Putin puts nuclear forces on high alert

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Russian forces enter Ukraine’s second city, gas pipelines exploded; Kyiv says will meet Moscow for talks, lodges complaint at ICJ

Russian President Vladimir Putin ordered his military command to put nuclear-armed forces on high alert on Sunday as Ukrainian fighters defending the city of Kharkiv said they had repelled an attack by invading Russian troops.

Putin ordered his defence chiefs to put the country’s nuclear “deterrence forces” on high alert and accused the West of taking “unfriendly” steps against his country.

International tensions are already soaring over Russia’s invasion of Ukraine, and Putin’s order will cause further alarm. Moscow has the world’s second-largest arsenal of nuclear weapons and a huge cache of ballistic missiles which form the backbone of the country’s deterrence forces.

“I order the defence minister and the chief of the general staff of the Russian armed forces to put the deterrence forces of the Russian army into a special mode of combat service,” Putin said.

“You see that Western countries are not only unfriendly to our country in the economic sphere — I mean illegitimate sanctions,” he added, in a televised address.

“Senior officials of leading NATO countries also allow aggressive statements against our country.” Defence Minister Shoigu replied: “Affirmative.”

US Ambassador to the United Nations Linda Thomas-Greenfield said that “President Putin is continuing to escalate this war in a manner that is totally unacceptable and we have to continue to stem his actions in the strongest possible way”.

On the fourth day of the biggest assault on a European state since World War Two, the Ukrainian president’s office said negotiations between Kyiv and Moscow would be held at the Belarusian-Ukrainian border. They would meet without preconditions, it said.

Thousands of Ukrainian civilians, mainly women and children, were fleeing from the Russian assault into neighbouring countries. The capital Kyiv was still in Ukrainian government hands, with President Volodymyr Zelenskiy rallying his people despite Russian shelling of civilian infrastructure.

Meanwhile, Russian soldiers and armoured vehicles rolled into Kharkiv, Ukraine’s second largest city, and witnesses reported firing and explosions. But city authorities said Ukrainian fighters had repelled the attack.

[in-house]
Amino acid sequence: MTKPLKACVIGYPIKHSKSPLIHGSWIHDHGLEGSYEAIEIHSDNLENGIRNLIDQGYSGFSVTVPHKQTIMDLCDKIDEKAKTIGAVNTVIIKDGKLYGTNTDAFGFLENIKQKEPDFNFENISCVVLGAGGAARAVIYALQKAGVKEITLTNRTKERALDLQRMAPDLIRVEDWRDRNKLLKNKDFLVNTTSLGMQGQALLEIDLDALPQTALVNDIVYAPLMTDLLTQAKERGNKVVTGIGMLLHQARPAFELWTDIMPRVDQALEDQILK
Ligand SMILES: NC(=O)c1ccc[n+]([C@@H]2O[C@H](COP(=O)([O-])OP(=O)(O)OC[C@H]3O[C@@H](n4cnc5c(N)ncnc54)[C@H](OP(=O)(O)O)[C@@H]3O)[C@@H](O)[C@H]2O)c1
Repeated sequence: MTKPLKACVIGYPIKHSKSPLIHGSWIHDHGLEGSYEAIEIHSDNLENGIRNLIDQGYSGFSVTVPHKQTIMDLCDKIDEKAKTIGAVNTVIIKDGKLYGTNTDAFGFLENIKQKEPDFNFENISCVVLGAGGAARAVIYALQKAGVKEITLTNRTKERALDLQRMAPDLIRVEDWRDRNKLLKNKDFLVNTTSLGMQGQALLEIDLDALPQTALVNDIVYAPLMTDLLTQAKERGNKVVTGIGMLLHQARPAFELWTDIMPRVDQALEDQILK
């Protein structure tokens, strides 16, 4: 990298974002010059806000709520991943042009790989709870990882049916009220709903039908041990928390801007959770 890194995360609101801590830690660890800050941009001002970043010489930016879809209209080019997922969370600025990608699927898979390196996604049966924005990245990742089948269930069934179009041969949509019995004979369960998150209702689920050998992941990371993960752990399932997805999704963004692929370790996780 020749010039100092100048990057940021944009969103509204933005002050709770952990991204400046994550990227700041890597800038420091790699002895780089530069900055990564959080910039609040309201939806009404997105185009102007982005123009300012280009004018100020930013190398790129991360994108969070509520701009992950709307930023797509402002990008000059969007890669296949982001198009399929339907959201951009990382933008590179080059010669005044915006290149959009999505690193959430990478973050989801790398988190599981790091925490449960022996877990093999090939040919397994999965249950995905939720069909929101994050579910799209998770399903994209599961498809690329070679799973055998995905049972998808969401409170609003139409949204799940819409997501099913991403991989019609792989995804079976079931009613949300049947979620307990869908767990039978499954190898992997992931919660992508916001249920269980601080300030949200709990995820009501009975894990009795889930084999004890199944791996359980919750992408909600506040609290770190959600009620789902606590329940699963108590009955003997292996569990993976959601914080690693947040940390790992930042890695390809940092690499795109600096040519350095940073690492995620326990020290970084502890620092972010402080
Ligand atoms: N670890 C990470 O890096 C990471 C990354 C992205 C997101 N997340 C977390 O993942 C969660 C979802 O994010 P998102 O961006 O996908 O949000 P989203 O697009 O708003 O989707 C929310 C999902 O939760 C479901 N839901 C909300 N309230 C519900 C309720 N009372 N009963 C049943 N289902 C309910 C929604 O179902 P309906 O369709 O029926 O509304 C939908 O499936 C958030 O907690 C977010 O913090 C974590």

“Control over Kharkiv is completely ours! The armed forces, the police, and the defence forces are working, and the city is being completely cleansed of the enemy,” regional Governor Oleh Sinegubov said. Ukrainian forces were also holding off Russian troops advancing on Kyiv.

“We have withstood and are successfully repelling enemy attacks. The fighting goes on,” Zelenskiy said in a video message from the streets of Kyiv.

In other developments, Russian troops blew up a natural gas pipeline in Kharkiv before daybreak, a Ukrainian state agency said, sending a burning cloud up into the darkness.

Ukraine also lodged a complaint against Russia at the International Court of Justice in The Hague to get it to halt its invasion. Russia must be held accountable for manipulating the notion of genocide to justify aggression,” Zelensky declared in a tweet.

“We request an urgent decision ordering Russia to cease military activity now and expect trials to start next week.”

A senior US defence official said more than half the Russian combat power that was massed along Ukraine’s borders had entered the country and Moscow has had to commit more fuel supply and other support units inside Ukraine than originally anticipated.

Fighting on the city’s outskirts suggested that small Russian units were trying to clear a path for the main forces. Small groups of Russian troops were reported inside Kyiv, but Britain and the US said the bulk of the forces were 30 kilometres from the city’s centre as of Saturday afternoon.

 

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